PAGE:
As we pass Ashton – self-proclaimed ‘Seed Potato Capital of the World’ – the scenery suddenly changes: the road starts to climb, the wide open views give way to the trees of Targhee National Forest and the snow begins to get deeper. And in every opening in the forest, along every trail and across every valley floor, there are the distinctive ski-and-caterpillar tracks of the snowmobile.
This is snowmobiling country and today’s destination, West Yellowstone, is held to be the snowmobiling capital of the world. It’s what people do around here and it’s something I’ve been looking forward to since we planned the trip.
We’d realized a few weeks earlier that the timing of our spur-of-the-moment trip meant we’d miss Yellowstone’s snowmobiling season: the three month period during which the park service allows a number of authorized operators to run trips into the park ended between our landing at SLC and our arrival in Montana. No problem, I reasoned, there will be equally beautiful routes to explore outside Yellowstone itself.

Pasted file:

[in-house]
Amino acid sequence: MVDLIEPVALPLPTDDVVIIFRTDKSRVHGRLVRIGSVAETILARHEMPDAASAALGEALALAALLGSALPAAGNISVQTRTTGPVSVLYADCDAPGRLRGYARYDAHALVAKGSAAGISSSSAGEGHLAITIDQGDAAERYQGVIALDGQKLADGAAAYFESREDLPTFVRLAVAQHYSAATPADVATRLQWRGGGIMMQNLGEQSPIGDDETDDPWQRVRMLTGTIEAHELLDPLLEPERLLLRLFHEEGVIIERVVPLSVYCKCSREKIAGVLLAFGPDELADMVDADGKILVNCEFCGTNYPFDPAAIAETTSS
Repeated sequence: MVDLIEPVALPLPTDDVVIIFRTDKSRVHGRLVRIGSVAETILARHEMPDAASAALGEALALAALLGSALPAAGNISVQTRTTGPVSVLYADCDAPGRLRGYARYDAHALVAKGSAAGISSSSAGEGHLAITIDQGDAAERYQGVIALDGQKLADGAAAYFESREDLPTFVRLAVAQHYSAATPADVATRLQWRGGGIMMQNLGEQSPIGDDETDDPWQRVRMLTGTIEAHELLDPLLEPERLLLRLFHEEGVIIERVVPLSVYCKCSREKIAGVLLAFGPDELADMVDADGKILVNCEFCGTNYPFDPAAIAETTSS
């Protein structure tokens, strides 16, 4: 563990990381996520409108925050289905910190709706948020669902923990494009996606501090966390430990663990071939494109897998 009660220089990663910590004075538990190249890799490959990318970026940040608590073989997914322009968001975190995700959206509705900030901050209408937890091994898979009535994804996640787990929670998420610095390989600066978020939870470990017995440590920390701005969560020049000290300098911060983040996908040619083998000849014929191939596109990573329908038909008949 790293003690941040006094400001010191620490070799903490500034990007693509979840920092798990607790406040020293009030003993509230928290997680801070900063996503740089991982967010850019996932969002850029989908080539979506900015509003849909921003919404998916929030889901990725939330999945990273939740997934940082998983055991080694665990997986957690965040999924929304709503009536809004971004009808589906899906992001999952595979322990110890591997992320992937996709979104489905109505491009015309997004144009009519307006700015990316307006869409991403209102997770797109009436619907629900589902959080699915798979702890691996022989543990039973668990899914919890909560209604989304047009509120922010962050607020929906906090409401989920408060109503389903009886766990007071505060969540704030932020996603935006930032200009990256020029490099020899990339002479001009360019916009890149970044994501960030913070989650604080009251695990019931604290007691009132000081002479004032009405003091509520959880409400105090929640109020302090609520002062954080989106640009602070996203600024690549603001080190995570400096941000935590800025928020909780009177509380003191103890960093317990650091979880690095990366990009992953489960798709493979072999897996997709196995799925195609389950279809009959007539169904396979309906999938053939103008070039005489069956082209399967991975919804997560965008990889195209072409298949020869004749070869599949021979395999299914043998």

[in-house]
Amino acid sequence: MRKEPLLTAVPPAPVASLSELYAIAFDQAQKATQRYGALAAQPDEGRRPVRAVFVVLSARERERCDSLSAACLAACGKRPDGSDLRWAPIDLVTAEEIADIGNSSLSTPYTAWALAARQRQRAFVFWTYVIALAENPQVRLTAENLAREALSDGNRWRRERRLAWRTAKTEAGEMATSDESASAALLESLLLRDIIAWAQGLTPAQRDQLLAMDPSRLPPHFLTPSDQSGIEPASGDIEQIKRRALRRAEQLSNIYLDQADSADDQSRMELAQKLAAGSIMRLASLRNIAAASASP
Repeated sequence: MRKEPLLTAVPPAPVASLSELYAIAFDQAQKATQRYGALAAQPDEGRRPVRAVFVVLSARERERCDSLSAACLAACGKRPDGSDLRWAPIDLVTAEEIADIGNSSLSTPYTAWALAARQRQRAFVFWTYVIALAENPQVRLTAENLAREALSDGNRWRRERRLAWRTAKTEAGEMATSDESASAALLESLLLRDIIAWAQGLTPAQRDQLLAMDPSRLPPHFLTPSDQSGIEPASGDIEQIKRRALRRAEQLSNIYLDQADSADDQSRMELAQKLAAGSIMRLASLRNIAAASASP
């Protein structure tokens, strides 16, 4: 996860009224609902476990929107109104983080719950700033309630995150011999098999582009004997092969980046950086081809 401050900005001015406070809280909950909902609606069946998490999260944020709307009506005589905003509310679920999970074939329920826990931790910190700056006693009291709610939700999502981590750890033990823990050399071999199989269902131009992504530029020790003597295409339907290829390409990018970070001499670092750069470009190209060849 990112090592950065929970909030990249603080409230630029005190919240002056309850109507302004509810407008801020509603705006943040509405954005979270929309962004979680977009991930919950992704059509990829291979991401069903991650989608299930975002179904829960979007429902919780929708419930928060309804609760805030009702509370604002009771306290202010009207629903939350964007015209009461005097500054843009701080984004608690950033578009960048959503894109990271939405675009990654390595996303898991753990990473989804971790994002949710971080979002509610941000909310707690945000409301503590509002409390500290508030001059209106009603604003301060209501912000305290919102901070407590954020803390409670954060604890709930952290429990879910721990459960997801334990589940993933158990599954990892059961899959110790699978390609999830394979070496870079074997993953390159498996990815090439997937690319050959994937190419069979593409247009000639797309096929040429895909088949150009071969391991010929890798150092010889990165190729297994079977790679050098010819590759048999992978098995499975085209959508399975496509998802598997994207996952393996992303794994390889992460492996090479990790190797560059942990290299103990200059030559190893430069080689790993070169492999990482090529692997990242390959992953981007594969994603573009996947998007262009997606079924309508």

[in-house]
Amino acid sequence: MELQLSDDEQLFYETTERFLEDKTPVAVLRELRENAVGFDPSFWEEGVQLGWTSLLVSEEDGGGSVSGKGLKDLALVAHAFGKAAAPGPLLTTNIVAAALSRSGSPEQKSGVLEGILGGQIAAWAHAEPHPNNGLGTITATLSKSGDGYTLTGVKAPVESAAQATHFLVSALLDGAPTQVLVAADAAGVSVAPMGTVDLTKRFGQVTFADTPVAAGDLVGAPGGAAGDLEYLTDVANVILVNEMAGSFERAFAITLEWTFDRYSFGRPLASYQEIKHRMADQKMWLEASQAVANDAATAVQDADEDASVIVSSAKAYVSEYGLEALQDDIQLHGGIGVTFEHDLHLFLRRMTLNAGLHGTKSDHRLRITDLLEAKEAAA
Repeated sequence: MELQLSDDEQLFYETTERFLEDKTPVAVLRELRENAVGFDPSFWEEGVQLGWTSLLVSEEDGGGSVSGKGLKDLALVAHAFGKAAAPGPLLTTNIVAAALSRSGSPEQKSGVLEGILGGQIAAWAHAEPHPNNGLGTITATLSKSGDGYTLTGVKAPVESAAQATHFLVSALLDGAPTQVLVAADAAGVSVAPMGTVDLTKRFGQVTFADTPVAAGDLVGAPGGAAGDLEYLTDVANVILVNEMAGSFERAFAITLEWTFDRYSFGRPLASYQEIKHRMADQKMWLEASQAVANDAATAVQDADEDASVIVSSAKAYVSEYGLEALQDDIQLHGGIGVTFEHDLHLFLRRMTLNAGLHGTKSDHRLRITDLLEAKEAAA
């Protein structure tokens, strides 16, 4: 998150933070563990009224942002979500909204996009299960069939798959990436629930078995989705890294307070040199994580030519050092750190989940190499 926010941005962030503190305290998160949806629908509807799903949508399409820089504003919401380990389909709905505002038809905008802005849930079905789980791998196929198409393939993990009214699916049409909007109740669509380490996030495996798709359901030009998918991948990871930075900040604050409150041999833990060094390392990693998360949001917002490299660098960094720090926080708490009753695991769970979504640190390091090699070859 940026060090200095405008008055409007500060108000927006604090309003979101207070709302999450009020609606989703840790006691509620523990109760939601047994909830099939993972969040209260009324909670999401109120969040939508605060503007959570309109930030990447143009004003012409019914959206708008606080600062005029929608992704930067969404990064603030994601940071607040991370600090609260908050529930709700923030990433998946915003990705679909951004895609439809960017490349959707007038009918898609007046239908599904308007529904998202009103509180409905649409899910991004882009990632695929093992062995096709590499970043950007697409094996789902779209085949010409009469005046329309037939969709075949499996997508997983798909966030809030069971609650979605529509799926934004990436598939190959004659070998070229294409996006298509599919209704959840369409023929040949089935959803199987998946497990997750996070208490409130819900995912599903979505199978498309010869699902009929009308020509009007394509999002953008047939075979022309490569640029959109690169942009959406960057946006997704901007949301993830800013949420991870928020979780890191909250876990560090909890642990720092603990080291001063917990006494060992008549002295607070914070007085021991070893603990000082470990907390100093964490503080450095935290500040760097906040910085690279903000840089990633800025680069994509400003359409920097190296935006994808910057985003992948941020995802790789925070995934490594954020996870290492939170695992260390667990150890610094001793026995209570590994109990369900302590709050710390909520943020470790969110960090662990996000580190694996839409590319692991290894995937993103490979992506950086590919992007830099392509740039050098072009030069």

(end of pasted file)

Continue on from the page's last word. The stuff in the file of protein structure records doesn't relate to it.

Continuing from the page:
The first inkling that things might not work out quite as planned comes as we arrive in the Snowmobiling Capital of the World.
Instead of the bustling streets, busy bars and buzzing engines I’d expected, the scene is more reminiscent of an out of season seaside town. With the sound-deadening addition of snow. The streets are all but deserted; many of the hotels and restaurants are hidden behind 6-ft deep walls of ploughed snow; even the t-shirt and novelty gift stores are boarded up.
We pull up outside our pre-booked hotel (we’d had that much foresight), check in and ask about the possibility of renting skimobiles tomorrow so we can follow the highly recommended trail to Two Top Mountain. “All depends on the weather, but there’s not much snow on the ground. Check back first thing and we’ll let you know.”
Accepting that there’s not much more we can do except hope for overnight snow, we head out to find somewhere to eat.
It is a very odd sensation to have an entire street to yourself but it really is that empty. There are one or two souvenir stores still open, but they’re focused more on restocking for the summer season than any real hope of sales. An occasional pick-up trundles by and every now and then we catch a glimpse of someone going about their business on a snowmobile, but overall there’s a sense that this is somewhere ready to take a break from its visitors.
Even the bar staff at the Wild West Pizzeria and Saloon seem mildly and, it must be said, pleasantly surprised at having out-of-towners to serve. And for our part, we’re equally pleasantly surprised by the warmth of their welcome and the fact that, by the time we leave, the atmosphere has benefitted from the presence of as many as ten other drinkers and diners. This is clearly the place to be on St Paddy’s Day!